Before we do this, make sure that you have a service that you want to deploy. To keep things simple, I followed the spring boot tutorial on making a restful web service. It was quick and the app worked like a charm. As usual, I went a bit extra and made my app return a stubbed list of users. You don’t have to. Make sure you have a /healthcheck endpoint and another endpoint that you can test with. In my case, I have /users which returns a list of users.

All righty then. Lets get a high level overview of what things are and how they are going to work. But before we do that, lets go through a quick real-ish life scenario.

Say you have a service that you have deployed onto AWS. Now you have a newer version of that service that you’d like to test. Since you never know if something works without actually trying it out, normally, after exhaustive testing in staging and other environments, you’d deploy that service into production to all your users. But ah ha! That one guy in your team forgot that one test case which made it blow up which means every single user of yours is now seeing error pages everywhere. This is bad so you roll it back to the previous version. Doesn’t sound too bad yet but by the time you do this, you’d have lost a couple of hours in time which would translate into actual money lost to the company which could eventually make a dent in your end of the year bonus.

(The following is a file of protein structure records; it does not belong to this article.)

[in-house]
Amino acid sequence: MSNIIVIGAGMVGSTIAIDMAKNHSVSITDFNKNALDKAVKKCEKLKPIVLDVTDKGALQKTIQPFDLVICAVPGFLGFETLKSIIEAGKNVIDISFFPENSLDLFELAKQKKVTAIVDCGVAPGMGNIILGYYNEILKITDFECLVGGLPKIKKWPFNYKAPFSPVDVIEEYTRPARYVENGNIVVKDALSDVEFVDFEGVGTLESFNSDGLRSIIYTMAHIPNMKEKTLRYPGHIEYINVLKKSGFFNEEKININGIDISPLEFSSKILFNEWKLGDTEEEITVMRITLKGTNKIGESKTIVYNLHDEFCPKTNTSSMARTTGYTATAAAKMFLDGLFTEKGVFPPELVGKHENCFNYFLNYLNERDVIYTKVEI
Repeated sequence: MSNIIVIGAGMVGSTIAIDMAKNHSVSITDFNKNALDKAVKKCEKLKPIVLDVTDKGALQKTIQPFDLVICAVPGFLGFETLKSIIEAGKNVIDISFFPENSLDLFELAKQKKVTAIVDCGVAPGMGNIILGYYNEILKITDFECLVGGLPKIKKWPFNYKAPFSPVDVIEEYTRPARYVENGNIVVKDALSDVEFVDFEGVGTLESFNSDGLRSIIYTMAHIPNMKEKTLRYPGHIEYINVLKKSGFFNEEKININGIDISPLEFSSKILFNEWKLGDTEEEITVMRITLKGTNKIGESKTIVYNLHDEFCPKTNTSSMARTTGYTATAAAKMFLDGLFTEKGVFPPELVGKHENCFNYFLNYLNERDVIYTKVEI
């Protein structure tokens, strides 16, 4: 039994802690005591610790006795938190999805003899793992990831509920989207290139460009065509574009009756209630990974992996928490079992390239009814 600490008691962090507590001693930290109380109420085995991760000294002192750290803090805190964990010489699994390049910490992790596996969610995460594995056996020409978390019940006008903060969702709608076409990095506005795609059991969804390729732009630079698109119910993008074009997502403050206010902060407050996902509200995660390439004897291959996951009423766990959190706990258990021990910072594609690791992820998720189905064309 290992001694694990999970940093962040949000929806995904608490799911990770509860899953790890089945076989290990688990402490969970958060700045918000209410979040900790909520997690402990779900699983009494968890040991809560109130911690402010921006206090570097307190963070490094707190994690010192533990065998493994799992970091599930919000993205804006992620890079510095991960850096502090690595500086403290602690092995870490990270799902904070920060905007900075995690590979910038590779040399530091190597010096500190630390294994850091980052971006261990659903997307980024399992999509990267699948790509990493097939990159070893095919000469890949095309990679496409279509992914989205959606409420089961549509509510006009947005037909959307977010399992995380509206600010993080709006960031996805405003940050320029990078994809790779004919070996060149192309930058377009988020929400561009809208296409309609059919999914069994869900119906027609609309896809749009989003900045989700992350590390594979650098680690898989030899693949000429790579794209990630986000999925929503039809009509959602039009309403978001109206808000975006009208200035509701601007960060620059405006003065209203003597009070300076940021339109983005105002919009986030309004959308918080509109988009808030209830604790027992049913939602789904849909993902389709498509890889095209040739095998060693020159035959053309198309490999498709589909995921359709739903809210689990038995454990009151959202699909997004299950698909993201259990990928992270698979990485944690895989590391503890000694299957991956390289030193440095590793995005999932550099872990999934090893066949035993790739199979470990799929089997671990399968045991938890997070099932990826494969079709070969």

But what if there was a better way. What if you could’ve deployed that change to only one of your hundred servers. This would mean that if it does blow up, it would’ve only affected one percent of your users (or rather more accurately one percent of servers). This better way is the blue-green deployments.

Blue-green deployments (a.k.a A/B deployments) are used quite often as part of software development lifecycle to test out a certain piece of functionality in a live production environment for a select group of users. Basically what I said but in a fancier language.

blue green deployments image representation

In order to do this, we need to break down the AWS infrastructure our service depends on. In most cases, the following resources are used:

  • Elastic Load Balancing (ELB)
  • Autoscaling Groups (ASG)
  • Launch Configuration